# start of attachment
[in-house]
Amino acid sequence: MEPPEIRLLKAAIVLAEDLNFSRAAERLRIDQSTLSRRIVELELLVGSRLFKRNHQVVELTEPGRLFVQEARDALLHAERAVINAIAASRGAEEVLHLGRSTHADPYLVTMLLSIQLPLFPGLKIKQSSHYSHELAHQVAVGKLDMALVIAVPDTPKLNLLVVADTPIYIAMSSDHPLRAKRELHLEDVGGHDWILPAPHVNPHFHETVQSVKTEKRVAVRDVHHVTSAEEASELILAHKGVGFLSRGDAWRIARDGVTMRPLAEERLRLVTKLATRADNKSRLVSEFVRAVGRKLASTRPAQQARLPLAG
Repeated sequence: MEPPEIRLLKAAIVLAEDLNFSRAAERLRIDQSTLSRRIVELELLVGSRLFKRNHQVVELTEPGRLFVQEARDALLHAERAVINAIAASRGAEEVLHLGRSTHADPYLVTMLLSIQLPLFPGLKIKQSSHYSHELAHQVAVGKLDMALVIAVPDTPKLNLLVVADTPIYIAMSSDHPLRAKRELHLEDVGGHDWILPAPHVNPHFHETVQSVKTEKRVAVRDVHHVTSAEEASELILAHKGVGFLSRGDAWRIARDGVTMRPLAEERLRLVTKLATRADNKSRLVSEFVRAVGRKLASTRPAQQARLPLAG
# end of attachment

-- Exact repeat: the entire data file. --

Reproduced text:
[in-house]
Amino acid sequence: MEPPEIRLLKAAIVLAEDLNFSRAAERLRIDQSTLSRRIVELELLVGSRLFKRNHQVVELTEPGRLFVQEARDALLHAERAVINAIAASRGAEEVLHLGRSTHADPYLVTMLLSIQLPLFPGLKIKQSSHYSHELAHQVAVGKLDMALVIAVPDTPKLNLLVVADTPIYIAMSSDHPLRAKRELHLEDVGGHDWILPAPHVNPHFHETVQSVKTEKRVAVRDVHHVTSAEEASELILAHKGVGFLSRGDAWRIARDGVTMRPLAEERLRLVTKLATRADNKSRLVSEFVRAVGRKLASTRPAQQARLPLAG
Repeated sequence: MEPPEIRLLKAAIVLAEDLNFSRAAERLRIDQSTLSRRIVELELLVGSRLFKRNHQVVELTEPGRLFVQEARDALLHAERAVINAIAASRGAEEVLHLGRSTHADPYLVTMLLSIQLPLFPGLKIKQSSHYSHELAHQVAVGKLDMALVIAVPDTPKLNLLVVADTPIYIAMSSDHPLRAKRELHLEDVGGHDWILPAPHVNPHFHETVQSVKTEKRVAVRDVHHVTSAEEASELILAHKGVGFLSRGDAWRIARDGVTMRPLAEERLRLVTKLATRADNKSRLVSEFVRAVGRKLASTRPAQQARLPLAG